Smith Brain Trust / May 29, 2019

Target’s Collaboration Machine Sputters

Here’s Why That’s Probably OK

Target’s Collaboration Machine Sputters

SMITH BRAIN TRUST  When Target opened its doors on May 18, it was with a small wave of excitement.

Its newest designer collaboration – the seashore-themed Vineyard Vines for Target – was there on the shelves, and the retailer was hoping that once again, it would land on a partnership that would drive traffic to the stores and online, and generate some consumer buzz. But what if it didn’t?

Designer collaborations have been a key strategy in Target’s playbook for decades – partnering with a hot or up-and-coming designer to sell a limited-edition line that attracts media attention and draws in fashion-conscious customers, sparking demand that matches or even outstrips supply, creating an aura of exclusivity.

“It’s kind of an old-fashioned strategy at this point,” says Yajin Wang, assistant professor of marketing at the University of Maryland’s Robert H. Smith School of Business.

Vineyard Vines is the most recent partnership, following pairings with Lilly Pulitzer, Marimekko, Missoni, Jean Paul Gaultier, Alexander McQueen and Zac Posen, among others.

The Vineyard Vines for Target line made a very quiet splash. Wang – who follows influencer culture, designers and retail closely – admits she didn’t even know it had happened until days later.

Select items sold out within minutes online and in stores. Within hours, some 7,500 products were listed on eBay, often at a 200% markup. Much of the “buzz” the line generated wasn’t happy buzz – it was people complaining on social media that the stores had been thinly stocked. Not the kind of chatter Target was going for.

Target says the company pioneered mass retail/design collaboration concept in 1999, when it partnered with noted architect Michael Graves. And while that might not be entirely accurate -- JCPenney was partnering with fashion house Halston way back in the early 1980s -- there’s no doubt that Target now is known for its high-profile, high-fashion collaborations, and for helping upstart designers like Proenza Schouler gain wider brand recognition.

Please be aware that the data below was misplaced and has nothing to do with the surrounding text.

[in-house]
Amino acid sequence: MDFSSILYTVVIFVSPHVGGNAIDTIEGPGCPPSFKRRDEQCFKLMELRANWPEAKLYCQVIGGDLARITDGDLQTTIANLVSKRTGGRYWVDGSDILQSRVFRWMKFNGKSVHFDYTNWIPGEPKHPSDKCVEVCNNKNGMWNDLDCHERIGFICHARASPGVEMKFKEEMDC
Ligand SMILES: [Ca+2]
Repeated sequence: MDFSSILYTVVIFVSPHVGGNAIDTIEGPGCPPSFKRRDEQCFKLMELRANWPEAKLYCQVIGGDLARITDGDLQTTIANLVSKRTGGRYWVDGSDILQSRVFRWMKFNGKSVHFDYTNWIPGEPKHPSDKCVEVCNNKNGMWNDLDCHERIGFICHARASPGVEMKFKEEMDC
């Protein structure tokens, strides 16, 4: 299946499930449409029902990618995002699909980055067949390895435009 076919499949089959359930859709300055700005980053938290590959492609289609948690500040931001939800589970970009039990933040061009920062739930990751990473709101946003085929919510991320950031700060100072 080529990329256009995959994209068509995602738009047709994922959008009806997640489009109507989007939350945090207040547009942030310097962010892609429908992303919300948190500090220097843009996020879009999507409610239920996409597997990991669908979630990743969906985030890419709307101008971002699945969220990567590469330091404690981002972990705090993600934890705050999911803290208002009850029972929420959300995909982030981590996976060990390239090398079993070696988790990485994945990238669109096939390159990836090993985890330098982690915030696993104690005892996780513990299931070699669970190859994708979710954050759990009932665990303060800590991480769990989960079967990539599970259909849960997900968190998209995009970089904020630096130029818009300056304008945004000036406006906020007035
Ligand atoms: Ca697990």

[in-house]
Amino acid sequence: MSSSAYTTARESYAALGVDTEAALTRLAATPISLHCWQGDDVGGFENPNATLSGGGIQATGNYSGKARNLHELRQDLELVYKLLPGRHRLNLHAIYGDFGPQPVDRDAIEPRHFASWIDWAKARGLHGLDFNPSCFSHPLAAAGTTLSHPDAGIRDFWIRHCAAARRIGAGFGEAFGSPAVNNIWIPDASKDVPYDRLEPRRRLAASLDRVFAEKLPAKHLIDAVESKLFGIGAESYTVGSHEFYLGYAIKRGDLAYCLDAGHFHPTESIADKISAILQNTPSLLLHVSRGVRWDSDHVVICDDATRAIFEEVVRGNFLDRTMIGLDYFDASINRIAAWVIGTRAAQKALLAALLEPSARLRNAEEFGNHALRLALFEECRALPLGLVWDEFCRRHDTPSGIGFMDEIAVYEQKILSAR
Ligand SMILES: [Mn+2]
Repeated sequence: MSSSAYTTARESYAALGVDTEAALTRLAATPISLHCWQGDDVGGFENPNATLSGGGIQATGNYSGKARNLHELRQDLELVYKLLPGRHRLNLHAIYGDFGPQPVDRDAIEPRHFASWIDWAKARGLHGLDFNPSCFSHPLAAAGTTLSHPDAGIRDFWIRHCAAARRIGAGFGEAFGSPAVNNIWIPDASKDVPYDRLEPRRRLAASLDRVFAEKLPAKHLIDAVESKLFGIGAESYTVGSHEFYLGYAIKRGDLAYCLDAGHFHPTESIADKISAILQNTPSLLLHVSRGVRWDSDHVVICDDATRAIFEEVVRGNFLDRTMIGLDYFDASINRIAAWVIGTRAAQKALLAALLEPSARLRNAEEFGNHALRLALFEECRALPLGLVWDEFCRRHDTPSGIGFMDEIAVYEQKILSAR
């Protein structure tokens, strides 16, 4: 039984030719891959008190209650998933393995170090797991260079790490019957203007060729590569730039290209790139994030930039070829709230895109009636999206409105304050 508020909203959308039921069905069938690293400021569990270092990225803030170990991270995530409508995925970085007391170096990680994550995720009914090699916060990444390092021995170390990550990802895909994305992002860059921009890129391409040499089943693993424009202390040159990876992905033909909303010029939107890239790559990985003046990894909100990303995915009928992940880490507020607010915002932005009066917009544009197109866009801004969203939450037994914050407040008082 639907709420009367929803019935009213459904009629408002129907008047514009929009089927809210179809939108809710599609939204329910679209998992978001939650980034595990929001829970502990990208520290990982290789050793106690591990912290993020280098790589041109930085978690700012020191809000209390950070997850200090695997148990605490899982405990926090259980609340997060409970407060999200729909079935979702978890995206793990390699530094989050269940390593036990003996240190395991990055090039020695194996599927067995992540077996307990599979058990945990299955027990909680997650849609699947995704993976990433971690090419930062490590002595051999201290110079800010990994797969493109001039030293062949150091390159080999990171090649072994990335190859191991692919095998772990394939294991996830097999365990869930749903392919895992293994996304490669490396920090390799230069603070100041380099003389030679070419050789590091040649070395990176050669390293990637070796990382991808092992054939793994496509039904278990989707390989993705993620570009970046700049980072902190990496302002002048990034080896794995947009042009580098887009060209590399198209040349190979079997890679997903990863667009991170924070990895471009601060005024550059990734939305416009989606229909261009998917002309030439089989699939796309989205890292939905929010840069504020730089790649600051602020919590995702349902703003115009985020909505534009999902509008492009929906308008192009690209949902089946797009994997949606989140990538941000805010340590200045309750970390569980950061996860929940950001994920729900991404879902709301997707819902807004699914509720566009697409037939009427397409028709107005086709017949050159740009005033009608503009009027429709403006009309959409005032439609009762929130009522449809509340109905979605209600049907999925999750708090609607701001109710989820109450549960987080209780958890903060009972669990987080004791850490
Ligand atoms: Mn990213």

It doesn’t always work. At times, collaborations have even backfired, like when the much-hyped Neiman Marcus for Target line bombed, spectacularly, during the 2012 holiday season. People just didn’t like the merchandise and Target was forced to slash prices, taking a loss.

“Historically, Target has done a reasonably good job with their designer collaborations, in terms of bringing a lot of new traffic and media attention, and generating some buzz,” says Wang. “And they do break Target out of its usual ‘everyday supermarket’ kind of identity.”

But, she adds, the buzz seems to become quieter and quieter with each limited collection. “I hadn’t even heard about this last collection with Vineyard Vines,” she says. “And I can’t remember what the last one was either.”

For now, Target’s collaborations offer mostly a short-term benefit, she says. And maybe that’s OK. From a longer term perspective, the retailer is getting some other things right.

A kind of prime: Target acquired delivery startup Shipt last year and now is offering free same-day delivery to members of its $99 shipping club. Same. Day.

App-ubiquity: Target is growing its presence on consumers’ phones, offering curbside pickup and other privileges only to its app holders.

DTC, in house: Target has 1,850 stores across the U.S. And now it’s using those brick-and-mortars to sell those super-popular direct-to-consumer brands you thought you could buy only online. Harry’s razors. Casper mattresses. Quip toothbrushes.

With its app perks, its Shipt service and its DTC partnerships, Wang says, Target is creating a more consistent brand image. And that makes sense.

“Do you want to collaborate with brands that are known for bold designs, or do you want to associate yourself with brands signal really high quality but a low profile. What would go better with Target in the long run?”



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